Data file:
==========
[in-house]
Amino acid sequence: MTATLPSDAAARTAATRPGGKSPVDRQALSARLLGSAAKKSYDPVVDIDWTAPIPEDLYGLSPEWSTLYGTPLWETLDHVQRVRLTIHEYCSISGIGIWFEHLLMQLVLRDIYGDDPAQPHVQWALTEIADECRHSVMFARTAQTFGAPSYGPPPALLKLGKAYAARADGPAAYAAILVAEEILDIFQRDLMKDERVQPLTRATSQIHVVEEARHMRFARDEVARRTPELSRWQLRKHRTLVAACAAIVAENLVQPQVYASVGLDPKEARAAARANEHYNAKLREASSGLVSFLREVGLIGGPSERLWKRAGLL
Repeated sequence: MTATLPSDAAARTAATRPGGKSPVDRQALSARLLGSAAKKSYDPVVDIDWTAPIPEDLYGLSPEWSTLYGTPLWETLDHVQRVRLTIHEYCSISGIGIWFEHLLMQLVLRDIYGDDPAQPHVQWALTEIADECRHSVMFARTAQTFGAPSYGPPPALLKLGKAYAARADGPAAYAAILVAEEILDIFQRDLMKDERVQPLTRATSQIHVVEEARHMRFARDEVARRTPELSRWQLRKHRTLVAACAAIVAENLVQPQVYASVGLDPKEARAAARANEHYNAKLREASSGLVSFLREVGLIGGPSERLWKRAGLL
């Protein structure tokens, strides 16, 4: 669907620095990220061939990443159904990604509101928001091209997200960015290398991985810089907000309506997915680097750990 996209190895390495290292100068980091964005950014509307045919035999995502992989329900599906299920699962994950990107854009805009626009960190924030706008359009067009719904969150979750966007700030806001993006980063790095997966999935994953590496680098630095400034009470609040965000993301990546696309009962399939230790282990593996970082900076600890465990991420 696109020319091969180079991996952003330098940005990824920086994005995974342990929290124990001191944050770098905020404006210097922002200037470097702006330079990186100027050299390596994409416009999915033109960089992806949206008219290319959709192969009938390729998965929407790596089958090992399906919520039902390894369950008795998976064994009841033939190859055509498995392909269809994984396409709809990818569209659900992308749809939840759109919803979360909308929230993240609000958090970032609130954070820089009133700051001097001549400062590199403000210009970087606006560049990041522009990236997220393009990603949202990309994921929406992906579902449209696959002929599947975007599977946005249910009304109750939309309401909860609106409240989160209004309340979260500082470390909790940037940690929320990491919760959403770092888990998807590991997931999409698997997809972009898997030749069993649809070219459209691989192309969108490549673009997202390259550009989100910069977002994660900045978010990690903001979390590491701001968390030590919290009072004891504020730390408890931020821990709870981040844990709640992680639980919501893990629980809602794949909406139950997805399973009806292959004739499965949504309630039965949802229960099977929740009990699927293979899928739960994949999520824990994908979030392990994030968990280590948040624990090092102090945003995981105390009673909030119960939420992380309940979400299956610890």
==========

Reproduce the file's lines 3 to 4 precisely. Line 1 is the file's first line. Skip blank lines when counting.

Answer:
Repeated sequence: MTATLPSDAAARTAATRPGGKSPVDRQALSARLLGSAAKKSYDPVVDIDWTAPIPEDLYGLSPEWSTLYGTPLWETLDHVQRVRLTIHEYCSISGIGIWFEHLLMQLVLRDIYGDDPAQPHVQWALTEIADECRHSVMFARTAQTFGAPSYGPPPALLKLGKAYAARADGPAAYAAILVAEEILDIFQRDLMKDERVQPLTRATSQIHVVEEARHMRFARDEVARRTPELSRWQLRKHRTLVAACAAIVAENLVQPQVYASVGLDPKEARAAARANEHYNAKLREASSGLVSFLREVGLIGGPSERLWKRAGLL
């Protein structure tokens, strides 16, 4: 669907620095990220061939990443159904990604509101928001091209997200960015290398991985810089907000309506997915680097750990 996209190895390495290292100068980091964005950014509307045919035999995502992989329900599906299920699962994950990107854009805009626009960190924030706008359009067009719904969150979750966007700030806001993006980063790095997966999935994953590496680098630095400034009470609040965000993301990546696309009962399939230790282990593996970082900076600890465990991420 696109020319091969180079991996952003330098940005990824920086994005995974342990929290124990001191944050770098905020404006210097922002200037470097702006330079990186100027050299390596994409416009999915033109960089992806949206008219290319959709192969009938390729998965929407790596089958090992399906919520039902390894369950008795998976064994009841033939190859055509498995392909269809994984396409709809990818569209659900992308749809939840759109919803979360909308929230993240609000958090970032609130954070820089009133700051001097001549400062590199403000210009970087606006560049990041522009990236997220393009990603949202990309994921929406992906579902449209696959002929599947975007599977946005249910009304109750939309309401909860609106409240989160209004309340979260500082470390909790940037940690929320990491919760959403770092888990998807590991997931999409698997997809972009898997030749069993649809070219459209691989192309969108490549673009997202390259550009989100910069977002994660900045978010990690903001979390590491701001968390030590919290009072004891504020730390408890931020821990709870981040844990709640992680639980919501893990629980809602794949909406139950997805399973009806292959004739499965949504309630039965949802229960099977929740009990699927293979899928739960994949999520824990994908979030392990994030968990280590948040624990090092102090945003995981105390009673909030119960939420992380309940979400299956610890």